Rewards Credit Cards
It's all about the perks, baby! Cash rewards credit cards are one of the most popular types of cards out there. And it's not hard to see why. With a rewards card, you can earn points, cashback, a statement credit, or miles just for using your card. Then, you can redeem those rewards for things like travel, merchandise, or gift cards.
Balance Transfer Credit Cards
If you're carrying a balance on your credit card, you might be interested in a balance transfer card. These cards offer 0% interest on your balance for a set period, which can help you save money on interest charges. Just keep in mind that most balance transfer cards come with a fee for the balance transfer.
Student Credit Cards
College can be expensive, but a student credit card can help you manage your costs. These cards usually come with special features like 0% interest on purchases or cashback on textbooks. And some even have no annual fee.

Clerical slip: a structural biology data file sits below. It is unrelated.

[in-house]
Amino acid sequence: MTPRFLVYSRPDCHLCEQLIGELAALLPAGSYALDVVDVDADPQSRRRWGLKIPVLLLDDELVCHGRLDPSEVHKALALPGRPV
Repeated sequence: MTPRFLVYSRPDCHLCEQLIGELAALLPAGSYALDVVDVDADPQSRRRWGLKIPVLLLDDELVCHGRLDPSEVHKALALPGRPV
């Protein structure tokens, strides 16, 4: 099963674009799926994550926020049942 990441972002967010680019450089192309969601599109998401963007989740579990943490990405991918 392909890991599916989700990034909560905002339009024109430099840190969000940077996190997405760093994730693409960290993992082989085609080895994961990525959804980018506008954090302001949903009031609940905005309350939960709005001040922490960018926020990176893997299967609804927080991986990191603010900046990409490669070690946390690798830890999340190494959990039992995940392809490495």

Low-Interest Credit Cards
If you carry a balance on your credit card, a low-interest card can save you money on interest charges. These cards usually have a higher annual fee, but the savings on interest can be well worth it.
How Credit Limits and Credit Scores Work on Credit Cards
Your credit limit is the maximum amount of money you can borrow from your credit card issuer. Your credit score, on the other hand, is a number that represents your creditworthiness. Lenders use your credit score to determine whether or not you're eligible for a loan (or credit card) and what interest rate you'll be offered.
Most credit cards have a minimum credit limit of $500, but there is no maximum credit limit. Your credit score, on the other hand, can range from 300 to 850. The higher your score, the better.
Credit scores are calculated using several factors, including your payment history, credit utilization, and length of credit history.
Credit Cards and Identity Theft
Credit card fraud is more common than accidentally eating a family-size bag of chips by yourself. And it can happen to anyone. If you're a victim of credit card fraud, someone has stolen your credit card information and used it to make unauthorized charges.